At the beginning of a new school year one of my children came home particularly upset about his day. After some prodding, I learned that comments had been made about our family and he had been told he couldn’t possibly belong in our family because we don't share the same skin color. A few days later our daughter came home withdrawn and quiet – an unusual demeanor for her. It turned out that her classmates had been questioning her nonstop about a physical disability and she was sick of the pestering. The questioning had shifted, though, and a couple of the boys had moved on to teasing her about it. I assured both my kids (then in just 1st and 2nd grade) that I would work with their teachers to take care of the issues.
As society has become more educated about bullying and the harmful, long-term impact it has on children, educators have become diligent about implementing anti-bullying programs. Research has shown that at schools where these programs are engaged, bullying is reduced by 50 percent. While zero tolerance policies in schools are helpful in combatting bullying in school, cultivating empathy at home can help prevent bullying from starting in the first place.
Our communities are made up of people from all sorts of backgrounds. We live and work alongside people of varying ethnicities, economic means, abilities, and family structures. And yet, our children seem largely unprepared to go to school with children who aren’t just like them. Curiosity can often shift to false assumptions or stereotypes and questions can escalate to cruel taunts. But preparing our children before they walk through the doors of their schools can go a long way in creating a safe, welcoming, and friendly learning environment that will have positive effects extending well beyond the walls of the school building.
Here are three things we can do now to help our kids view others through a more empathetic lens:
One of my favorite questions to ask my children is, “What if?” It’s also the question I need to frequently ask myself. When I get cut off in traffic… “What if they’re rushing to an emergency?” When someone is unnecessarily rude to me … “What if they’ve just received horrible news, or been up all night with a colicky baby, or simply hasn’t had time to eat yet today?” When I’m calculating how much to tip the waiter … “What if I just spent the last eight hours running back and forth from the kitchen to the dining room for less than minimum wage?” Engaging our imaginations helps us slow down and consider life from another person’s point of view to respond with kindness.
Children have active and vibrant imaginations that can conjure up the most elaborate stories or plans at any given moment. This can be a fantastic tool in cultivating empathy because we can use our imaginations to put ourselves in someone else’s shoes.
Too often I catch myself telling my children, “don’t cry” as I try to comfort them. But having emotions and expressing them is incredibly healthy. I want my children to be able to share their feelings with me and I want them to be considerate of other’s feelings. Allowing our children to engage in their emotions in a healthy way can teach them to be understanding and caring toward others.
This summer I witnessed another mom at the pool demonstrate this beautifully. Her son had asked another child with an injury what had happened to him. The child mumbled an answer and walked away quickly. At first, her son seemed hurt by the exchanged but then she reminded him of when he’d injured himself and had to wear a cast. “Do you remember how you felt when people asked you about it constantly? Do you remember getting annoyed with having to answer questions about it multiple times a day?” Her son’s face lit up with understanding and he ran off to go play with the child and some other friends.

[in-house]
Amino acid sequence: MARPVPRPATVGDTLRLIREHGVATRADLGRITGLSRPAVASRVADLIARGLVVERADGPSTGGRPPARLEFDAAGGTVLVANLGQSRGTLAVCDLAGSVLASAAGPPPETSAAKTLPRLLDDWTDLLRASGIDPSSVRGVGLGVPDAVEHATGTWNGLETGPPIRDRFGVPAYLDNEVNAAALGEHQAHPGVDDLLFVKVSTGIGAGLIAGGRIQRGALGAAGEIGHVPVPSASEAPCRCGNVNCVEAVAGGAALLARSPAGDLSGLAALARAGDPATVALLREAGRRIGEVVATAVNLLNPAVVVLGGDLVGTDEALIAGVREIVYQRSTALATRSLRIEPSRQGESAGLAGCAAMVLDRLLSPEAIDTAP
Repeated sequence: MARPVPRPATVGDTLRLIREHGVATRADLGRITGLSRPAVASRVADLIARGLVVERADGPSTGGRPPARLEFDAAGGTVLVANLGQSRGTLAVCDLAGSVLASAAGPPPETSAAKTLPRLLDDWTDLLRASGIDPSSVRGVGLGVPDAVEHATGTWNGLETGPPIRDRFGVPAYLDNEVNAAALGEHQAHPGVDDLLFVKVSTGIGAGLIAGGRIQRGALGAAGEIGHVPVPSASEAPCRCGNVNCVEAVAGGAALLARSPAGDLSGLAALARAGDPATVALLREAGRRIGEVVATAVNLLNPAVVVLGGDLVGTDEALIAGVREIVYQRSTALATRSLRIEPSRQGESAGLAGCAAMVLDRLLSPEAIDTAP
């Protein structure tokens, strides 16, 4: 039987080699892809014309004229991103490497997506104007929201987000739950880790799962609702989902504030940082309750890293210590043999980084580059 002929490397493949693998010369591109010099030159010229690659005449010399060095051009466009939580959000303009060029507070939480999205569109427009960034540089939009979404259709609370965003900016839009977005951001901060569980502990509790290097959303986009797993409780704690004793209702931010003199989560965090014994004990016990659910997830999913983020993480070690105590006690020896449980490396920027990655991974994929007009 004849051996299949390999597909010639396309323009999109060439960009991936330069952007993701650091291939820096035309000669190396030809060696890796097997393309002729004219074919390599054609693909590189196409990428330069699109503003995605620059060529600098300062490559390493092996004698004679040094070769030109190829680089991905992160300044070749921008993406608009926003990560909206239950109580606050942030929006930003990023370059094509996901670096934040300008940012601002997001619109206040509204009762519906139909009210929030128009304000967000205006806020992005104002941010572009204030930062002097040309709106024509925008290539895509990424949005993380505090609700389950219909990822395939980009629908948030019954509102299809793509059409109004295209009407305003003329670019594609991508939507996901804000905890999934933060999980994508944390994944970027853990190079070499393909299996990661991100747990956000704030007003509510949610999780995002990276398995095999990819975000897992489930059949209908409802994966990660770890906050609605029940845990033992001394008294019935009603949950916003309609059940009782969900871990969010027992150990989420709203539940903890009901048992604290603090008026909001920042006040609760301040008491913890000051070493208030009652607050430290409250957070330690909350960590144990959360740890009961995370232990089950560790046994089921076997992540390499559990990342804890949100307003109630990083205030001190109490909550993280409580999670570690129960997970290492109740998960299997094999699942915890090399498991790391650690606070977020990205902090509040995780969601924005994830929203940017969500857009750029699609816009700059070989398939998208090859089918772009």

It’s important to expose our children to people and cultures who are different from them and show them that the world is filled with people of varying abilities, interests, ethnicities, and backgrounds. We shouldn’t shame them for pointing out differences, but teach them about how to respect others and celebrate how interesting and beautiful our uniqueness makes the world.
Not long ago I sat at a restaurant with my daughter who noticed a woman wearing a hijab at a nearby table. She kept glancing in the woman’s direction and then asked me in a loud whisper, “Why is she wearing that on her head?” I simply explained that it was an expression of her faith and that we’d talk about it more later. We went to the library that afternoon and checked out a book about a little girl who is celebrating Ramadan and my daughter learned more about why someone might wear a head covering. I also showed her images of catholic nuns, reminded her of the shawls worn by women in the Ethiopian Orthodox Church, and shared that there are a number of cultures and traditions that use head coverings for various reasons.
Talking about differences, educating our children, and removing the cloak of mystery that can sometimes surround people we don’t readily and easily identify with can help build understanding and empathy. Even better is to build friendships with people from varying age groups, economic backgrounds, abilities, ethnicities, and faith traditions.
Cultivating empathy at home will go a long way toward making school, and the outside world, a more inclusive, warm, and friendly place. It will reduce the number of children who return home in tears because someone told them they don’t belong and who they are is wrong. We can work on this in our children even before they reach school age. We can practice what we preach. We can roll up our sleeves and get to work loving our neighbors as ourselves and teaching our children to do the same.
Lauren Casper is an essayist, author and advocate writing about loss, hope, faith, social issues, and being a good neighbor in a messed up world. You can find her online at laurencasper.com.